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Winona Republican Herald Newspaper Archive: February 4, 1953 - Page 1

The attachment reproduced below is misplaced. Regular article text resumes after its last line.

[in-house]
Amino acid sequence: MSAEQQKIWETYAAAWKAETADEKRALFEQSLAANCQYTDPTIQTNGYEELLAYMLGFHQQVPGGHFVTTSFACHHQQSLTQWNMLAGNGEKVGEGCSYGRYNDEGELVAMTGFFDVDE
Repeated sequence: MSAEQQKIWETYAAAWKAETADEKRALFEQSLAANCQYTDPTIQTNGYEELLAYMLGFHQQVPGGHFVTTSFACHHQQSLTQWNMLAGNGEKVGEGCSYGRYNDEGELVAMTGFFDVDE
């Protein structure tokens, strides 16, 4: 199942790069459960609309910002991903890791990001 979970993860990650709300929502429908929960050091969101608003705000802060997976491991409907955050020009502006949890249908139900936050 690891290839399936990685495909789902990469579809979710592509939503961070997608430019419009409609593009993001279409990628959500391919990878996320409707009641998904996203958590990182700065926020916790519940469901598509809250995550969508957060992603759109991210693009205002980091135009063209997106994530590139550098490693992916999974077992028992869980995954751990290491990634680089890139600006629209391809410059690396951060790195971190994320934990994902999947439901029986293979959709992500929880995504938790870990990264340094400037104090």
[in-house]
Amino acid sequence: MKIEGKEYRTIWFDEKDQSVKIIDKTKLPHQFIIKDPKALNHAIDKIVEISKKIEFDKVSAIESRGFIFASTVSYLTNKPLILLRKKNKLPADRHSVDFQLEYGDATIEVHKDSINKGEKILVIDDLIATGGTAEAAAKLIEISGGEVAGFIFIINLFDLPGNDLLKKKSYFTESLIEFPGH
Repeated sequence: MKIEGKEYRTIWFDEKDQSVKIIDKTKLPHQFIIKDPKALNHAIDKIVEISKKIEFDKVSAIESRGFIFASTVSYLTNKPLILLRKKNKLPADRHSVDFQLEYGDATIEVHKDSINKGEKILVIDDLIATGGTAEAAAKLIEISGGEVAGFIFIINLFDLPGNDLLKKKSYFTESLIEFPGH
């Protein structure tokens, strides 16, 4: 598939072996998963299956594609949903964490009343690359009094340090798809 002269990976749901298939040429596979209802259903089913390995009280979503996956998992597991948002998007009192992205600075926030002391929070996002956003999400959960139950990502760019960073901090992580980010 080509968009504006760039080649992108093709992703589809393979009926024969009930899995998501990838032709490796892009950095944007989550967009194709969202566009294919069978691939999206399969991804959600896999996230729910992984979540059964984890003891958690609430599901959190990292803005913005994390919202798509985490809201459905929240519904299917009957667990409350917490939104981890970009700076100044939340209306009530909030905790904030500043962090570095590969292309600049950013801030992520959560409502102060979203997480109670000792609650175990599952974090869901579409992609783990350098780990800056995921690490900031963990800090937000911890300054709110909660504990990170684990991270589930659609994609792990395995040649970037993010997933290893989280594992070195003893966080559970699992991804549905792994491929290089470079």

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   Winona Republican-Herald, The (Newspaper) - February 4, 1953, Winona, Minnesota                              Partfy Cloudy And Warmer Tonight And Thursday Help Your Heart Fund Help Your Heart VOLUME 52, NO. 297 SIX CENTS PER COPY WINONA, MINNESOTA, WEDNESDAY EVENING, FEBRUARY 4, 1953 TWENTY-TWO PAOIS Bombers Asked for Chiang By JACK BELL RUSSELL BRINES WASHINGTON W> Sen. Fu bright (D-Ark) suggested toda the United States supply planes Formosa's Chinese Nationalists bomb Red China just as Russi is providing aircraft to the Reds Korea. Fulbright's proposal was mac in an interview as other Congres members defended against Britis criticism President Eisenhower' order to the Seventh Fleet to fre the Nationalists for attacks on th China mainland. Among these, Sen. Cooper (R a former representative to th United Nations, said he fears tha organization won't'do anything e! fective to end the Korean War. Least Dangerous "The British don't like it, but w have got to act ior ourselves in this Cooper said, "Presi dent Eisenhower's action is th least dangerous step we could tak right now that promises some re lief in Korea. Fulbright said he isn't familiar with the military necessities in volved, but feels that if the U. S transferred bombers to the Chinese Nationalist Air Force and helped train pilots for them, it might be possible to raid Red China's com- munication lines. "The Russians are furnishing planes and training pilots for the Communist Chinese in he said. "We certainly would have a precedent for such action." But he said he doesn't want any Americans involved in any such venture, adding that the planes should be transferred to Chiang Kai-shek's forces and piloted by his men. Representatives Short (R-Mo) and Richards (D-SC) said the House was in no mood to be in- fluenced by the British position. "The British are only trying to save Hong Kong and their com- mercial interests in said Richards, former chairman of the foreign affairs committee. "The sooner they realize this is a de- lusion, the better." Halfway Many congressmen, Richards added, "feel we have leaned over backwards long enough to meet Great Britain more than halfway." Short, chairman of the armed services committee, said he be- lieved the temper of the House was "to ignore what the British say." He added that "No. 10 Downing Street (residence of the British Prime Minister) has dictated too long to our State Department." Richards said he understood French officials "beneath the sur- face" favored the Formosa deci- sion, although their public com- ments have been somewhat guarded. He said the French were under "heavy pressure in Indo- china and want to see the Com- munists occupied somewhere else." Mrs. Mary Melichar and her invalid son, Sanford, shot to death Tuesday on their farm near Hutchtoson, Minn., are shown in this snapshot, taken in June, 1950. Mrs. Melichar's body was found in a silo and Sanford's was in bed, A coroner's jury held that Arthur Melichar, another son, killed Mrs. Melichar, Sanford and Rodney Mosel for no apparent reason. Carl Baumetz, a trucker, was criticaDy wounded. (AP Photo) Rodney Moiel European Flood Toll Up to AMSTERDAM, The Netherlands W-The death toll of Europe's most frightful storm and flood disaster since medieval days topped today as an international armada of planes and boats braved towering waves and near-freezing weather in the rescue of survivors. Some vessels and more than 125 planes rushed the evacua- tion of thousands of persons numbed by near-zero cold and suf fering from three days of isolated villages throughout _ Stenographer Named St. Paul Carnival Queen stricken Southwest "Holland. The raging waters subsided somewhat in Britain and Belgium but a thousand square miles of hit of the three buried under a blanket of deadening salt water. Damage was reckoned in uncal- culated millions of dollars. In Brit- ain more than 400 square miles flooded. In Brussels, newspa- per estimates placed Belgian toss- es in the neighborhood of 20 mil- lion dollars. May Exceed The final death toll in the disas- ter may exceed The latest count from official and the best available unofficial sources was: Holland, England, 377. Lost in ships at sea, 169. Belgium, 22. Total, An estimated persons were homeless, in Britain and in Holland. Thousands were believed still missing in the two countries. Bodie.s of four more Americans were recovered from their nomes on England's east coast today, raising the toll of known American dead to 15. Three others were 'till missing and presumed lost. Along with the desperate race to save persons still trapped in trees, attics, on dikes and otter surround- ed high places, workers faced the rim task of rebuilding dikes against the threat of coming high spring tides that might again force waters far inland. But help and offers of aid have poured into the stricken countries from afl over the world, along with messages of deepest sympathy. N0w Flood Threats New flood threats developed last aight in both Britain and HoDand. A new break in the dikes was re- ported at Rommel on the north coast of the twin Dutch islands of Goeree-Overflakke. Seas roared in- land through a hole 35 yards wide and five yards deep. Rommel has a population of In Britain, the Ouse River broke its banks in East Anglia. Homes in Watlingtan and St. Germans were evacuated and fears were ex- pressed that the city of Kings Lynn might be cut off. Many British towns reported that flooded sewers threatened a serious outbreak of disease. A vast rescue force, including ships, planes and men of the U. S., British, French and Canadian armed services moved swiftly to answer frantic pleas of help from flooded Dutch communities. i ST. PAUL W) An auburn- haired stenographer, picked from a field of 26 princesses, ruled today as queen of the St. Paul Winter Carnival. Carole O'Gary, 18, was tapped for the honor Tuesday night before a capacity crowd that attended cor- onation ceremonies in the Auditor- ium. She had been chosen as their princess by employes of the Min- nesota Mining Manufacturing Co. their wives from 200 communities in Minnesota and Western Wisconsin will be guests for the Thursday carnival program, to be topped off with a banquet and torchlight parade. One visiting mayor, whose iden- tity will be kept secret, is to lead Sanity Test Seen For Hufchinson Murder Suspect HUTCHINSON, Minn. W) A j young farmer being held for sus- picion of murder in the slaying of three persons paced his jail cell nervously today as authorities con- sidered the possibility of a sanity hearing for him. Being held in the McLeod County jail at Glencoe under arrest on a coroner's warrant is Arthur Meli- char, 25, '-A coroner's jury found him re- sponsible for the fatal shootings Tuesday of his widowed mother, Mrs. Mary Melichar, 70; her in- valid son, Sanford, 22; and a neighbor youth, Rodney Mosel, 16. McLeod County Attorney Arnold W. Beneke said it was unlikely any action would be taken today on ordering a sanity hearing for Melichar. Courts Considered "We're letting it ride for Beneke said. "If there appears to be a need for a sanity hearing, we'll, proceed either through pro- bate court or district court "If action should be taken through probate court, Melichar would be sent directly to the St. Peter state hospital. If action should be taken through district court, he would be sent to Uni- versity Hospitals for examination by Jail attendants said Melichar "ate a good breakfast" this morn- ing and then began quietly pacing the floor in his cell. They said no members of the Melicbar family had seen him since he was jailed. A fourth victim of the shootings on the Melichar farm near here, Carl Baumetz, 53, was reported "very slightly improved" at a Hutchinson hospital to which he was taken in critical condition. Officers were investigating a re- port that Arthur opened fire in anger over his mother's decision to sell some cattle he claimed he owned. The suspect, lodged in the jail at Glencoe, so far has refused Defense Dept. Looks for Way To Cut Budget Whole Military Program to Be Opened for Review By EDMOND LEBRETON WASHINGTON Depart ment of Defense, which spend well over half the government' money, is taking an Eisenhower inspired close look at its proposed budget. This is in line with a Whit. House directive to the entire gov ernment to re-examine policies for spending and for hiring new work ers. The goal: Economy. "In a sense, the Defense Depart ment will open up the whole mili tary program for de clared Assistant Defense Secretary W. J. McNeil. He made clear the new economy combing would in- equipment procurement, con- struction and military manpower levels. McNeil Confident But McNeil also said he was con- fident the economy drive decreed yesterday by the Budget Bureau with President Eisenhower's bless- ing contained "nothing that will wreck any defense program." The huge Defense Department, like all other government agencies, was bound by the three basic rules laid down by Budget Director Joseph M, Dodge: 1. Hiring of government workers is to be suspended until in each case it can be determined if the job can be eliminated or done by employes already on the payroll. 2. Construction is to be limited to "clearly essential" projects built under "strictest standards of economy." 3. Operations are to be conducted at a minimum spending level, with any unnecessary activities elimi- nated. It was plain the orders were in- tended as getting down to business on the Republican promise to trim the budget for the year beginning July 1 which for- mer President Truman sent Con- gress 11 days before leaving of- fice. Dodge asked all agencies to sub- mit detailed economy plans next month. To Review Projects The economy review of govern- ment construction was especially applicable to the Defense Depart- ment, with its big building pro- grams, and to the closely allied Atomic Energy Commission, which has a huge physical expansion mapped. McNeil said the review of De- fense Department spending would be under the direction of Deputy. Defense Secretary Roger. Kyes, who would start at the point where the military departments complet- ed their budget requests last fall. He explained that after Kyes has gone through the budget he may call upon service heads and mili- tary agency officials to justify anew their estimates of what it will take to continue the defense schedules. Preliminary study of the Budget Bureau order, he said, gives little indication of any radi- cal changes in programs under way or tentatively approved, but there will undoubtedly be possibili- ties of savings. The Truman budget estimate for the armed forces was based on maintaining approximately the present manpower strength of with an Air Force reach- ing 143 wings about no change for the worse in the world situation. Dodge's economy directive was praised by Sen. Byrd (D-Va) as "forthright and constructive and one of the most realistic steps for economy that has been taken dur- ing my service in the which dates back 20 years. assures Ed en on U. S. Secretary Of State John Foster Dulles, left, and British Foreign Secretary Anthony Eden chat in London's Foreign Office today at the start of their discussion about mutual problems facing two countries. Recent shifts in U. S. foreign policy and lagging European unification and de- fense efforts are expected to take precedence in their list of topics. (AP Wirephoto to The Re- publican-Herald) Anxious for Harmony in Party By DON WHITEHEAD WASHINGTON U) President Eisenhower steered his spanking new administration on a course of party harmony and hoped-for gov eminent economy today. Entering his third week in the White House, Eisenhower: 1. Displayed a willingness to go more than halfway to along' with GO? congressional leaders and to keep close personal ties with the men who will translate-------------------- his programs into action through legislation. 2. Moved to lop off an unesti- mated number of government jobs and. to squeeze down the govern- ment's huge construction program initiated by the Democrats to those projects which can be classified as "clearly essential." Good Start The. President evidently got off to a good start yesterday toward the first of these objectives when he had 18 Senate GOP leaders in for a luncheon which senators in- sisted was all social and no busi- to answer questions. Arthur Meliehar, 25, accused by a coroner's jury of slaying his mother, an invalid brother and a high school boy at nearby Hutchinson Tuesday, is shown in the McLeod County jail at Glen- coe, Minn, (AP Photo) Window-Rattling Quake Startles Californians SAN DIEGO, Calif. win- dow rattling earthquake startled residents in parts of San Diego and Riverside counties last night. No serious damage was reported, although there were reports of plaster shaken loose in one home. The quake was felt from El Cajon Valley, 15 miles east of here, westward through San Diego and La Jolla, and also at Indio, Perris and Riverside in Riverside' Coun- ty. Indio is about 100 miles north- east of here. WEATHER FEDERAL FORECAST Winona and Vicinity cloudy and warmer tonight. Thurs- day increasing cloudiness. Low to- night 25, high Thursday 38. LOCAL WEATHER Official observations for the 24 hours ending at 12 m. today: Maximum, 30; minimum, 10; noon, 30; precipitation, none; sun sets tonight at sun rises to- morrow at AIRPORT WEATHER (No. Central Observations) Max. temp. 28 at p.m. Tues- day, min. is at a.m. today. Noon foot ceiling, visibility 1 mile with fog, wind barometer. 29.88, falling slowly, humidity 98 per cent. ness. Tomorrow he entertains Repub- lican House leaders at a similar luncheon. There was no doubt Presiden "Ike" had turned his charm fu blast on the senators. They cam out of the White House with a loo on-their faces which .some observ ers said reminded them of visitor who had been put under the spe of President Franklin D. Roose velt's famous personality. The economy move came wit suddenness late yesterday when White House statement disclose the virtual freeze, on new hiring new construction and new pro grams while the 1954 budget i being revised. There were bald words saying "It is the policy to achieve a pro gressive reduction of governmen personnel." Recalls Pledges Both actions taken were in line with Eisenhower's campaign pledges that he would work with party leaders in formulating policj and that he would have a "frugal' administration. Just how far the President can go with these programs, of course will depend in large measure on the administrative skill of his lieu tenants and Congress' reaction to halting any of their pet construe tion projects. The Eisenhower effort will be reflected in a revised 1954 budgei which may be ready sometime in April. And the showdown will come finally when congressional appro- priation committees make their de- cision on hqw much money they want to spend on what projects. ROK Division Mans Korean Front Line SEOUL The U. S. Eighth Army said tonight the 15tb Re- public of Korea Division- one of two new fighting units acti- vated last manning part of the Korean front and has been in combat. The 15th is on the rugged Eastern front, along with the 12th ROK division which was activated at the same time. The Army announc- ed several weeks ago that the 12th was in action. Remington Gets 3-Year Prison Term for Perjury NEW YORK UP) William W. Remington, former Commerce De- partment economist, was sentenced today to three years in prison for perjury in defending himself against accusations of Commun- ism. Federal Judge Vincent L. Llei- bell sentenced the 35-year-old form- er government of- ficial. He was alleged to have perjured himself in testifying in his first perjury trial that he never gave secret information to Elizabeth T. Bentley, former Communist cour- ier, and that he -did not know that a Young Communist League exist- ed while he was a Dartmouth Col- lege student. Remington's attorney, John' Mc- Kim Minton Jr., told the court he would make a "speedy Remington was convicted of per- jury at his first sentenced to five years and ordered to pay a fine, but the conviction was upset by the U. S. Court of Appeals. The government then brought iim- to trial again on the ground iat he lied on the witness stand in the first trial. Oil Ship Heads For Red China Despite U.S. By JOHN SCALI WASHINGTON UP) A Finnish tanker loaded with tons of strategic jet fuel from Romania is reported on its way to Communist China today despite American gov- ernment efforts to stop it. Informed officials disclosed this today amid speculation that Presi- dent Eisenhower may eventually consider a naval blockade of the ;hina Coast to shut off such stra- tegic shipments. Suez Canal Area The tanker Wiima was said to be n the Suez Canal area after pick- ing up its highly strategic cargo at a Black Sea port last week. The State Department tried un- successfully to persuade the Finn- sh and Turkish governments to stop the vessel. Finland pleaded that it could do nothing to cancel registry of the vessel, it was understood. The Turkish government replied it ould not legally intercept the ship when it passed through the Darda- elles Straits several weeks ago eeause an international conven- ion guarantees freedom of transit or all ships. The Chinese Nationalist Navy may possibly challenge the vessel 'hen it passes near Formosa. The United Nations banned ship- ment of all strategic items to Com- China and North Korea May 18, 1951. Neither Finland nor Romania is a member of the U. N. however. U. S. officials are known to be seeking some way of preventing Western European and non-Com- munist ships from hauling materi- el to Communist China. Act May Spread War to China Secretary Takes Time Out to Discuss Situation BULLETIN LONDON S. Steretiry of State John Foster Duliitt is. wired Britain today (VnilMd States will continue its ,'olivy of trying to limit the Korean war, a British -re- ported. The official said talks between American and British leaders ended with Prime Min- ister Churchill and Foreign Secretary Eden "a great deal happier" ritan when the con- ferencn began early today. LONDON UP) Secretary of Jofin Foster Dulles had lunch to- day with Prime Minister Churchill. Informed sources said Dulles ban been told Britain strongly disap- proves of the United States action deneutralizing Formosa. Dulles met privately before thl luncheon with Foreign Secretary Anthony Eden, who outlined to Dulles Britain's fears regarding the movex which leaves Nationalists free to raid their Com- munist-ruled homeland. Dulles' reply was not disclosed. He was expected to assure the British the new U. S. administra- tion has no intention to expand the Korean War. Present also at the luncheon at Churchill's official residence Eden, Mutual Security- Admini- strator Harold Stassen and U. S. Charge d'Affaires Julius C. Holmes. The general Far Eaitera situation was dlscusted. Twice during the day and British leaders, with their ad- visers, went into fullscale confer- ence at the foreign office on several other aspects of their foreign and economic policies. Britain already has told United States it fears "unfortunate political repercussions" will flow from the changed American policy towards Formosa. Concern Expressed A foreign office spokesman told reporters at R daily nfews confer- while Dulles and Eden were Britain's ex- pressions of concern had not been answered with any American as- surances. This country fears that if a new shooting area opens up between Chinese Communists and National- ists, the Allies run the risk of embroilment. The informants said British re- presentations to Washington ou Formosa included .an expression of strong disapproval-as well as concern. Both were repeated in the talks with Dulles today. The British House of Commons is to have an emergency debate Thursday on Formosa and the Far Eastern situation in general. Churchill and Eden reportedly sought answers to these questions from Dulles: 1. Does the U. S. intend to go on arming Chiang Kai-shek's armies? 2. Will the U. S. provide any sort of military protection for Chinese Nationalists raiding the Chinese mainland? 3. Will the U. S. shield Formosa, from any Chinese Communist at- tacks? Officers Of The Furore Farmers Of America visited President Eisenhower at the White House today. The youthful farmers are left to right, James Dillon, Jones, La., president; Bill Sorem, Dundas, Minn., vice president; James Willis, Me- Goll, S. C., secretary; and Fred Reed Jr., ville, Ark., Donald P. Travis of Fallon, Nev., and Malcolm Ellis of Mapleton, Me., all vic.e presi- dents. (AP Wirephoto to The Republican-Herald)